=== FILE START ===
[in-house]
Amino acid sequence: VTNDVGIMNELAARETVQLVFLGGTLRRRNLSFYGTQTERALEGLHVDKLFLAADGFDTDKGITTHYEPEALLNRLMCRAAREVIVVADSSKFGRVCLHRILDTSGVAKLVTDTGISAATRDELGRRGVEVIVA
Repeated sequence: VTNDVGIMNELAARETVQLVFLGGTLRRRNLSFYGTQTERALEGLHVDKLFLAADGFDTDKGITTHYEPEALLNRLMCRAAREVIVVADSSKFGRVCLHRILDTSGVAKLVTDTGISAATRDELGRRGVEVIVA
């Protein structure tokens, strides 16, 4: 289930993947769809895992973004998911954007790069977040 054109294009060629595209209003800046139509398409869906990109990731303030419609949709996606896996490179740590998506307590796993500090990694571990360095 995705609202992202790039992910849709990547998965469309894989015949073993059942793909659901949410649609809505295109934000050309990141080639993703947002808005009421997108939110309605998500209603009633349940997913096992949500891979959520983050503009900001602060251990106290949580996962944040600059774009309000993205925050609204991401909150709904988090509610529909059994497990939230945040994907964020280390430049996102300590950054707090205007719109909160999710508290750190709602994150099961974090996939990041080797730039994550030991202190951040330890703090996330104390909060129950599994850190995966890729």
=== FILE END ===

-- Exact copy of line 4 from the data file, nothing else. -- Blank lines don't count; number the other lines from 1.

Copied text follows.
């Protein structure tokens, strides 16, 4: 289930993947769809895992973004998911954007790069977040 054109294009060629595209209003800046139509398409869906990109990731303030419609949709996606896996490179740590998506307590796993500090990694571990360095 995705609202992202790039992910849709990547998965469309894989015949073993059942793909659901949410649609809505295109934000050309990141080639993703947002808005009421997108939110309605998500209603009633349940997913096992949500891979959520983050503009900001602060251990106290949580996962944040600059774009309000993205925050609204991401909150709904988090509610529909059994497990939230945040994907964020280390430049996102300590950054707090205007719109909160999710508290750190709602994150099961974090996939990041080797730039994550030991202190951040330890703090996330104390909060129950599994850190995966890729």